September 19 2018
Several NCAA Division 1 teams have the potential to unseat University of New Mexico during the 2018 cross-country season.
The whispers and Instagram posts are true—Shalane Flanagan, who hasn’t raced a marathon since Rio, is running the NYC Marathon this November. That means we can all cheer as she storms through the boroughs, as Meb Keflezighi delivers his swan song and as Tatyana McFadden runs toward a record sixth title in the wheelchair division. Dang!
“…Shalane, meanwhile, who owns the best New York City Marathon finish by an American woman in the last 27 years, returns in search of another podium finish,” said Peter Ciaccia, president of events for New York Road Runners and race director of the TCS New York City Marathon. “This All-Star American lineup for 2017 will certainly raise the level of excitement around this year’s race, further elevating the support of professional distance running in our country and inspiring the millions of people around the world tuning in to watch these great athletes compete.”
Flanagan is the second-fastest U.S. female marathoner of all-time behind Deena Kastor. She’s also a four-time Olympian and was awarded the bronze medal over 10,000 meters at the 2008 Olympics, which was just upgraded to silver. In 2010, she finished as the runner-up at the New York City Marathon, the best finish by an American woman in 27 years. And to warm your hearts even more about her return to 26.2, Flanagan will race this year’s race as an NYRR Team for Kids Ambassador alongside Keflezighi. Just last weekend, she took part the Percy Sutton Harlem 5K as a Race Buddy for NYRR’s Run for the Future program, which empowers young women entering their senior year of high school to learn about running while building self-esteem and confidence, developing leadership skills and training to complete a 5K run.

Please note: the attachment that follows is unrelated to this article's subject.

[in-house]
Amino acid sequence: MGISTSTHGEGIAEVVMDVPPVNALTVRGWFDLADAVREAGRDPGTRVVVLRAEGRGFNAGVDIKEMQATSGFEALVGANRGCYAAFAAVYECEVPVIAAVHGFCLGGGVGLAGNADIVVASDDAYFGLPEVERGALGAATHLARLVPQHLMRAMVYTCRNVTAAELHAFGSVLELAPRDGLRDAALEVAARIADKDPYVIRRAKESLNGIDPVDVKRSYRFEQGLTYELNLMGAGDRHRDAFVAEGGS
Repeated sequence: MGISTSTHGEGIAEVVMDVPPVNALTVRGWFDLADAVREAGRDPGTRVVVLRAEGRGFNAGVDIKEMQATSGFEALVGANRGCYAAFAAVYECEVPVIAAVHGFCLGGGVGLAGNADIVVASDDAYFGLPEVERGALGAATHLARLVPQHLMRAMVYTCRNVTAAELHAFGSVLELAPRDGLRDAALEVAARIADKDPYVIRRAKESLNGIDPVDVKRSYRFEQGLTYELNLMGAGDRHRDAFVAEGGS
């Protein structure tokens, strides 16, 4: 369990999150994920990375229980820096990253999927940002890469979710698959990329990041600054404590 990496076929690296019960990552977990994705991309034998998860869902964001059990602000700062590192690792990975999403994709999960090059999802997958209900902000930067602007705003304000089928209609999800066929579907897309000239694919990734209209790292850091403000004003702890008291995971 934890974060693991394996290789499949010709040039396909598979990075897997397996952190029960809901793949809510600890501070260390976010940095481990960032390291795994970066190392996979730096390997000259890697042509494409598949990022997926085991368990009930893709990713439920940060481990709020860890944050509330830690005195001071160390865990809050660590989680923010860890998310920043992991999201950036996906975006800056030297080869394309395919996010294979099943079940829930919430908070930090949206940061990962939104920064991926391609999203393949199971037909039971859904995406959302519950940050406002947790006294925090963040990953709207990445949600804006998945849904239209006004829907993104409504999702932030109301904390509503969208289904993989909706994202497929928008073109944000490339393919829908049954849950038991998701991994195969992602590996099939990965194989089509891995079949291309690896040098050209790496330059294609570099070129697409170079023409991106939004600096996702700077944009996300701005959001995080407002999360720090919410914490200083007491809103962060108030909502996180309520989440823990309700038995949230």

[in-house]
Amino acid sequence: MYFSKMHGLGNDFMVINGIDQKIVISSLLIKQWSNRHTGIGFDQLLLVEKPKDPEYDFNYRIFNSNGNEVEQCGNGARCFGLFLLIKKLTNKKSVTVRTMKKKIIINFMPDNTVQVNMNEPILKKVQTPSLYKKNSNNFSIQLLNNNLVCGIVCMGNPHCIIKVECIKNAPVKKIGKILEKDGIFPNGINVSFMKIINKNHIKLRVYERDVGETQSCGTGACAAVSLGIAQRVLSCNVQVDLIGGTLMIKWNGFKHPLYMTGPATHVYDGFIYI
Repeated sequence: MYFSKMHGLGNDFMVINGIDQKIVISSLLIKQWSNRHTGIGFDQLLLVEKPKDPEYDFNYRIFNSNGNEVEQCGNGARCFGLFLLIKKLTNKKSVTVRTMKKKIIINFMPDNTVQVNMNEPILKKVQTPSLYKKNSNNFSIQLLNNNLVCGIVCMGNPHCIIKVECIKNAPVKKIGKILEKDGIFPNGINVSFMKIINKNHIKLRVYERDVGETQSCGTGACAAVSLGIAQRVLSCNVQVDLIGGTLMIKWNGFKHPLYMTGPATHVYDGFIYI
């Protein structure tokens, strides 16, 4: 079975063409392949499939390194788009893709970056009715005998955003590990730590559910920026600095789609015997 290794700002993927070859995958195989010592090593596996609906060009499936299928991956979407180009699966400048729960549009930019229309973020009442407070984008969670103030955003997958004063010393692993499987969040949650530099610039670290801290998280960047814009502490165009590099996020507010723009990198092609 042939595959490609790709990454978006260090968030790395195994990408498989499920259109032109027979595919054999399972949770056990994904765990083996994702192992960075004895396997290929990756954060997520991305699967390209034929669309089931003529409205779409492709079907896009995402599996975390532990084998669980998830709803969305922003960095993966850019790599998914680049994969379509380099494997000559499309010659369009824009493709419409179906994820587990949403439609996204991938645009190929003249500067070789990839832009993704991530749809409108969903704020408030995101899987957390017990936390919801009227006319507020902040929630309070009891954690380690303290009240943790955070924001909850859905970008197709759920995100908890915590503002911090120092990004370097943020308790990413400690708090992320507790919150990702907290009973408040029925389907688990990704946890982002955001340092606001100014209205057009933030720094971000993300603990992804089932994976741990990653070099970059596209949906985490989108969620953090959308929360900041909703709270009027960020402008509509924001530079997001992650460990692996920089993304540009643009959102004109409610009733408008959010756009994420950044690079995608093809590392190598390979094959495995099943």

“Seven years ago, I started my marathon career on the streets of New York City,” Flanagan said. “It was one of the most thrilling experiences in my career, so I’m beyond excited to be returning this fall to where it all began. New York has always had an abundance of top competition. and I look forward to testing myself against the best in the world once again.”
Flanagan dropped out of this year’s Boston Marathon due to an injury in her lower back, so we are extra thrilled to watch her line up against fellow American marathoners Neely Spence Gracey, Stephanie Bruce and Kellyn Taylor.